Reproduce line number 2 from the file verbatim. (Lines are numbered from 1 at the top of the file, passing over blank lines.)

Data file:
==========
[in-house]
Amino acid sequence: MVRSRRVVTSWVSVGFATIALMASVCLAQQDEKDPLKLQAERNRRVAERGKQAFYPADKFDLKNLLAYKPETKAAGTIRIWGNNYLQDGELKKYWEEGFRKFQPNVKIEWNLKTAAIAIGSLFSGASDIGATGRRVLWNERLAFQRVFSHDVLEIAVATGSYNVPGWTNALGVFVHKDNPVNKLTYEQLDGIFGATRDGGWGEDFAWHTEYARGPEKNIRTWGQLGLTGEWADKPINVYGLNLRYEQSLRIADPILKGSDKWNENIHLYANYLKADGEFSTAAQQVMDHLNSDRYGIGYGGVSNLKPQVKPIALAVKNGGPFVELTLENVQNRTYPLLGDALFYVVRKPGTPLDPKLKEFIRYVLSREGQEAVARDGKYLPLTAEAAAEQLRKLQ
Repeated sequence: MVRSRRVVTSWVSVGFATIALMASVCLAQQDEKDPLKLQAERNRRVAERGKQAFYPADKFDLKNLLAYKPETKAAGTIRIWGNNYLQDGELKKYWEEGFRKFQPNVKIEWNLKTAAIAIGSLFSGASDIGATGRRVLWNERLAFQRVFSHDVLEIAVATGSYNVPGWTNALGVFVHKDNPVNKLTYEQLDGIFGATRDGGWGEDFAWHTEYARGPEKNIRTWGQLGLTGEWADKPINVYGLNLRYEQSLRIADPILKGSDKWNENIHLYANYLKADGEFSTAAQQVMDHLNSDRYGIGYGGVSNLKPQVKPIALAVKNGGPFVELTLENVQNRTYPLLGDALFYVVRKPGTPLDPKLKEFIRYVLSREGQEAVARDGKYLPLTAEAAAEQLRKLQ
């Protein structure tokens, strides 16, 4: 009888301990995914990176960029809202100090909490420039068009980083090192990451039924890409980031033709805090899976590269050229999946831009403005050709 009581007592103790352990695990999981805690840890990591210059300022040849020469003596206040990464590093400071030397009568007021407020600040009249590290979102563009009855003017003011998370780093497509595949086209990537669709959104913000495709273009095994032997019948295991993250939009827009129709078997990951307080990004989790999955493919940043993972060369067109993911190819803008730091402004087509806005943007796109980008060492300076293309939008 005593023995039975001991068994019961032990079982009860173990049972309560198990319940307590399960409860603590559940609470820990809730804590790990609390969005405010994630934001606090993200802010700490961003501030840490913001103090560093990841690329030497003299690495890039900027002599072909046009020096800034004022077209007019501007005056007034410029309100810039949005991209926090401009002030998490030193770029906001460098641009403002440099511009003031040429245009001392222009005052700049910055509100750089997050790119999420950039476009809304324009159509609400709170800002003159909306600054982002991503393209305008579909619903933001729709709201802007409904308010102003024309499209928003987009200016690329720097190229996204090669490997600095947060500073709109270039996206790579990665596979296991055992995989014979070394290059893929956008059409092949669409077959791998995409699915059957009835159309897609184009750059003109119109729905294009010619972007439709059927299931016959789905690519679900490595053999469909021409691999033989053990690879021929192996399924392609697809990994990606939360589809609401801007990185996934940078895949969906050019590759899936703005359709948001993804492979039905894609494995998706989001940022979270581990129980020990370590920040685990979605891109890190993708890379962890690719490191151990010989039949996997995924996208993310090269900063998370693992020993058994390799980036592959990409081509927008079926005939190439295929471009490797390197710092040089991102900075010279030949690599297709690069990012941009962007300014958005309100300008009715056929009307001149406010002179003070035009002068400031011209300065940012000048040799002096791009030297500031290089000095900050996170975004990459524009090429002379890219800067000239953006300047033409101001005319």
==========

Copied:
Amino acid sequence: MVRSRRVVTSWVSVGFATIALMASVCLAQQDEKDPLKLQAERNRRVAERGKQAFYPADKFDLKNLLAYKPETKAAGTIRIWGNNYLQDGELKKYWEEGFRKFQPNVKIEWNLKTAAIAIGSLFSGASDIGATGRRVLWNERLAFQRVFSHDVLEIAVATGSYNVPGWTNALGVFVHKDNPVNKLTYEQLDGIFGATRDGGWGEDFAWHTEYARGPEKNIRTWGQLGLTGEWADKPINVYGLNLRYEQSLRIADPILKGSDKWNENIHLYANYLKADGEFSTAAQQVMDHLNSDRYGIGYGGVSNLKPQVKPIALAVKNGGPFVELTLENVQNRTYPLLGDALFYVVRKPGTPLDPKLKEFIRYVLSREGQEAVARDGKYLPLTAEAAAEQLRKLQ